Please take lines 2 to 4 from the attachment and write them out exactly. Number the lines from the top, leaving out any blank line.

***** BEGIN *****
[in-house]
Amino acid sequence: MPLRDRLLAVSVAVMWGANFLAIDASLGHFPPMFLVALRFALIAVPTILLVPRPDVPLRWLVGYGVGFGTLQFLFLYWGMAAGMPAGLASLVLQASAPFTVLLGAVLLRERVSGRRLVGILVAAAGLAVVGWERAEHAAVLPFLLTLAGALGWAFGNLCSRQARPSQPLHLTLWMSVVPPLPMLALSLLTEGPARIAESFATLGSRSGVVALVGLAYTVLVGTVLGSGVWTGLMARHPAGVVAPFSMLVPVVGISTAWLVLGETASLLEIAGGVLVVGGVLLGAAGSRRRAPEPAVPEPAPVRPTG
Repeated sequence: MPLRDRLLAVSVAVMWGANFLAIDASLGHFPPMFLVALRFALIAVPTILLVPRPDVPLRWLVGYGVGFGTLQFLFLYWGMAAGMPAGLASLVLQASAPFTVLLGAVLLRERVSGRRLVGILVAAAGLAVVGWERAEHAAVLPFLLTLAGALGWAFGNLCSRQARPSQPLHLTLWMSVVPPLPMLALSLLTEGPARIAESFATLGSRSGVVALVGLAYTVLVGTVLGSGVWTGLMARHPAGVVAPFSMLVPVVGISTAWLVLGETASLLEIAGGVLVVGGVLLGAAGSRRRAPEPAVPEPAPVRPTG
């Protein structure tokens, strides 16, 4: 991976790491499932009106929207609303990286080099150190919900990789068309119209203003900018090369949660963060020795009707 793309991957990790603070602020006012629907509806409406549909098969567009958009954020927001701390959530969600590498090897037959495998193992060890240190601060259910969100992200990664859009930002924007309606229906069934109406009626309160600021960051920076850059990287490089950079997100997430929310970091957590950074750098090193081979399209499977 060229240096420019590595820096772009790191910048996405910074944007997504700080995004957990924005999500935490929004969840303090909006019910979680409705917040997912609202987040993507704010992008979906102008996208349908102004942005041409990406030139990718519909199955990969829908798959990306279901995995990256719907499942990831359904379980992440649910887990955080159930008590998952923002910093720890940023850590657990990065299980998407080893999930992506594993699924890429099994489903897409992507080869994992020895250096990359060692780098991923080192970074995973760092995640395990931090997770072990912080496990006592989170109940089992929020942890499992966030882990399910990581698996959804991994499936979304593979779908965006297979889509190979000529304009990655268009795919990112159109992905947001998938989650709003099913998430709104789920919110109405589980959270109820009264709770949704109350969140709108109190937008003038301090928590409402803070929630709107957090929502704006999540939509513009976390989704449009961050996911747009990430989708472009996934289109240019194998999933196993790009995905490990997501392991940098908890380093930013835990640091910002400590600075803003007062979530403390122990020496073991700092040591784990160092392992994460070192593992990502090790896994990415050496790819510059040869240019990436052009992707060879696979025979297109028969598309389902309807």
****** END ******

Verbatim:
Amino acid sequence: MPLRDRLLAVSVAVMWGANFLAIDASLGHFPPMFLVALRFALIAVPTILLVPRPDVPLRWLVGYGVGFGTLQFLFLYWGMAAGMPAGLASLVLQASAPFTVLLGAVLLRERVSGRRLVGILVAAAGLAVVGWERAEHAAVLPFLLTLAGALGWAFGNLCSRQARPSQPLHLTLWMSVVPPLPMLALSLLTEGPARIAESFATLGSRSGVVALVGLAYTVLVGTVLGSGVWTGLMARHPAGVVAPFSMLVPVVGISTAWLVLGETASLLEIAGGVLVVGGVLLGAAGSRRRAPEPAVPEPAPVRPTG
Repeated sequence: MPLRDRLLAVSVAVMWGANFLAIDASLGHFPPMFLVALRFALIAVPTILLVPRPDVPLRWLVGYGVGFGTLQFLFLYWGMAAGMPAGLASLVLQASAPFTVLLGAVLLRERVSGRRLVGILVAAAGLAVVGWERAEHAAVLPFLLTLAGALGWAFGNLCSRQARPSQPLHLTLWMSVVPPLPMLALSLLTEGPARIAESFATLGSRSGVVALVGLAYTVLVGTVLGSGVWTGLMARHPAGVVAPFSMLVPVVGISTAWLVLGETASLLEIAGGVLVVGGVLLGAAGSRRRAPEPAVPEPAPVRPTG
């Protein structure tokens, strides 16, 4: 991976790491499932009106929207609303990286080099150190919900990789068309119209203003900018090369949660963060020795009707 793309991957990790603070602020006012629907509806409406549909098969567009958009954020927001701390959530969600590498090897037959495998193992060890240190601060259910969100992200990664859009930002924007309606229906069934109406009626309160600021960051920076850059990287490089950079997100997430929310970091957590950074750098090193081979399209499977 060229240096420019590595820096772009790191910048996405910074944007997504700080995004957990924005999500935490929004969840303090909006019910979680409705917040997912609202987040993507704010992008979906102008996208349908102004942005041409990406030139990718519909199955990969829908798959990306279901995995990256719907499942990831359904379980992440649910887990955080159930008590998952923002910093720890940023850590657990990065299980998407080893999930992506594993699924890429099994489903897409992507080869994992020895250096990359060692780098991923080192970074995973760092995640395990931090997770072990912080496990006592989170109940089992929020942890499992966030882990399910990581698996959804991994499936979304593979779908965006297979889509190979000529304009990655268009795919990112159109992905947001998938989650709003099913998430709104789920919110109405589980959270109820009264709770949704109350969140709108109190937008003038301090928590409402803070929630709107957090929502704006999540939509513009976390989704449009961050996911747009990430989708472009996934289109240019194998999933196993790009995905490990997501392991940098908890380093930013835990640091910002400590600075803003007062979530403390122990020496073991700092040591784990160092392992994460070192593992990502090790896994990415050496790819510059040869240019990436052009992707060879696979025979297109028969598309389902309807």